US Infrastructure Isn’t Waiting for a Spending Bill
The US infrastructure system is the backbone of our economy, transporting goods and labor within cities, across state lines, and to export markets around the world. Just consider the infrastructure required to access this article: utilities to provide power, fiber optic lines to transmit data, and seaports to import the computer or smartphone you are reading this on.
Unlike many issues in Washington, infrastructure investment is a rare topic that has widespread, bipartisan, support from lawmakers – largely due to the economic benefits this type of investment can provide.
While President Trump campaigned on an aggressive infrastructure spending platform and has kept infrastructure on his agenda while in the White House, there are several high-profile projects which are already underway and in the pipeline across the country. These projects have been the result of government programs and private investments that seek to address the dire state of the nation’s infrastructure.
Here are four major projects to watch from around the country:
California High-Speed Rail: $68 billion
This project will provide high-speed rail service between San Francisco and Los Angeles, California. With trains capable of traveling 200 mph, the rail system will cut travel time between the cities from ten to just three hours. Ground was broken in 2015, and current expectations are for initial services to begin in 2025.1 This project is financed through a mix of federal, state, local, and private sources.2
NYC Second Avenue Subway: $10.5 billion
Originally proposed in 1910, the first phase of this project was completed in early 2017. The second phase of this project, costing $6 billion, will run from 96th street to 125th street in Manhattan and reduce pressure on the Lexington line which serves 1.3 million commuters each day.3 The federal government – in addition to state and local agencies – will be paying for the project.4
Charlotte Light Rail Expansion: $1.2 billion
This light rail expansion project will double the size of Charlotte’s current rail network, adding 9.3 miles of track and 11 stations. The light rail expansion also includes the development of 3,100 parking spaces and a 45-minute connection to the University of North Carolina.5 The federal government is paying for roughly half of the project, with city and state funds making up the remainder.6
Replacing the Tappan Zee Bridge: $3.98 billion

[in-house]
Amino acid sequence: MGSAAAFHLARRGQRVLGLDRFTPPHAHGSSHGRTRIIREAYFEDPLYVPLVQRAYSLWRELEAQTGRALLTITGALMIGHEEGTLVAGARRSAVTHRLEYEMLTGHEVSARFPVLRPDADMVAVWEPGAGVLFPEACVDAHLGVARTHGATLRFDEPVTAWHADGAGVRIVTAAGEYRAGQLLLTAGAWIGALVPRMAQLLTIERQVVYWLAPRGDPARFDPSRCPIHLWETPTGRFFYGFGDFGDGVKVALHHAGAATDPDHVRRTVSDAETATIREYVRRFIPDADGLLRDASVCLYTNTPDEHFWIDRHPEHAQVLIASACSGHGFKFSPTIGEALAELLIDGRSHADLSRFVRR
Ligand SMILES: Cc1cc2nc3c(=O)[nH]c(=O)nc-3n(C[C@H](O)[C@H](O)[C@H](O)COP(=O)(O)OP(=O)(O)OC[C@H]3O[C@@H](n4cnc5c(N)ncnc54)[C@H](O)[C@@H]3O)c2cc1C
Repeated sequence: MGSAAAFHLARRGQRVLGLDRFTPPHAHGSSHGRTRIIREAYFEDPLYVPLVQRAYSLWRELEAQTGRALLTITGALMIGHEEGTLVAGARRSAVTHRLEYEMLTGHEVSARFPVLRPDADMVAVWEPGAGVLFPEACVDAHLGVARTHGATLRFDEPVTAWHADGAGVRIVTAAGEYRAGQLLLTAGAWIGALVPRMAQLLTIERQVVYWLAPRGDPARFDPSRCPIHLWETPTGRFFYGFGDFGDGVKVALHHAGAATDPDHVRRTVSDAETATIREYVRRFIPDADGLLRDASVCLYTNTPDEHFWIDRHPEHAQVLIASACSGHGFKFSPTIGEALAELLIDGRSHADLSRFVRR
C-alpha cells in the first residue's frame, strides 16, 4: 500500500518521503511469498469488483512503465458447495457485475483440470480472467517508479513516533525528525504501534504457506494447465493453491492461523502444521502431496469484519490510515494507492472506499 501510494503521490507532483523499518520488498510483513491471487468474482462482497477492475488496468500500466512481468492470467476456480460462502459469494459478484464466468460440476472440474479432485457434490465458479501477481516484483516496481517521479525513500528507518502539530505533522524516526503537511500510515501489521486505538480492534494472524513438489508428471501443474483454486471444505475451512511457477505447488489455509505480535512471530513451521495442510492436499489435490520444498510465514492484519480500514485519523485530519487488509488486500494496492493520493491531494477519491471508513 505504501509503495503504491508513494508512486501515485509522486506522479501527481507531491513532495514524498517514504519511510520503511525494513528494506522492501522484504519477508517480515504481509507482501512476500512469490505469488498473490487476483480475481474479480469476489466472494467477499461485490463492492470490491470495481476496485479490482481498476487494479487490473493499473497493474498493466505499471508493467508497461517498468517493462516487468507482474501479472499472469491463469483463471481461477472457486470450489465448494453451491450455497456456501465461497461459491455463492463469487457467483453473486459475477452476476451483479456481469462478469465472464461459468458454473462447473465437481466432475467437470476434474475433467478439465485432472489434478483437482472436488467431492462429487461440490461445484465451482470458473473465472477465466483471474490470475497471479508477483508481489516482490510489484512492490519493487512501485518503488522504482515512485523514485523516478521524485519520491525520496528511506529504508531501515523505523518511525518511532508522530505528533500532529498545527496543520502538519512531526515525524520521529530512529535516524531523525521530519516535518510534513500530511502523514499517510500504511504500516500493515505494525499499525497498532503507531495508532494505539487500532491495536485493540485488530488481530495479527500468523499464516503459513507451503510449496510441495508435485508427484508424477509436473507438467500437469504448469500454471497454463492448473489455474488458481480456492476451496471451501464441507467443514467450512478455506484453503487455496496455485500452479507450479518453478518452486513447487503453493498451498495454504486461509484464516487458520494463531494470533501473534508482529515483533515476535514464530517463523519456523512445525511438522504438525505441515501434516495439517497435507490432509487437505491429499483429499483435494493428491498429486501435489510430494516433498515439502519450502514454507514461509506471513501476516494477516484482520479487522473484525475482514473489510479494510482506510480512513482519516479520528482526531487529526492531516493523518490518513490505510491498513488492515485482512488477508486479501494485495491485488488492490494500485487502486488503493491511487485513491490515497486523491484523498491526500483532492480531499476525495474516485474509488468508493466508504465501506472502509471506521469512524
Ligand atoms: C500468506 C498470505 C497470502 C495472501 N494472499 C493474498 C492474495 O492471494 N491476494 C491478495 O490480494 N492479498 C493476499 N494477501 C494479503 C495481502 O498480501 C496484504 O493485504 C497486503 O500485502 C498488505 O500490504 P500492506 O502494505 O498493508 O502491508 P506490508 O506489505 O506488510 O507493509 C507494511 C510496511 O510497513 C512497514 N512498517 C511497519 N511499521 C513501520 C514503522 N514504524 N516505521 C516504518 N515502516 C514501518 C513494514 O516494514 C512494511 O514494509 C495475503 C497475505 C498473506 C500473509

This bridge, serving commuters between Rockland and Westchester counties, will provide a much-needed upgrade to the existing bridge built in 1955. As the existing structure has aged, hundreds of millions of dollars have been put toward maintenance – without any enhancements to traffic flow or safety. The bridge will provide eight traffic lanes, emergency lanes, and space for future bus and light rail commuter lines.7 The project is financed primarily through state funding and toll-fees.8
Additional Projects in the Pipeline
In the United States alone, the ten largest infrastructure projects proposed come with a combined cost of $132.6 billion.9 Here are just five examples of projects currently in the pipeline:
- A high-speed rail line between Dallas and Houston costing $10 billion
- Enhancements to the New York City bus terminal costing $8 billion
- The I-70 Mountain Corridor in central Colorado costing $3.5 billion
- A two-tunnel water system to transport water from Northern to Southern California costing $25 billion
- Deepening of the Port of New Orleans to accommodate Panamax ships costing $1.2 billion
Given the robust list of projects underway and planned, we believe that local, state, and federal politicians, as well as private sector investors, understand the country’s significant infrastructure needs and are already seeking to address these issues. While a major infrastructure spending package from Washington could be a welcome accelerant to building and repairing the nation’s infrastructure, it is not the end-all-be-all for infrastructure, as the onus may increasingly be pushed to local governments and the private sector instead.
PAVE: The Global X U.S. Infrastructure Development ETF seeks to invest in companies that stand to benefit from a potential increase in infrastructure activity in the United States, including those involved in the production of raw materials, heavy equipment, engineering, and construction.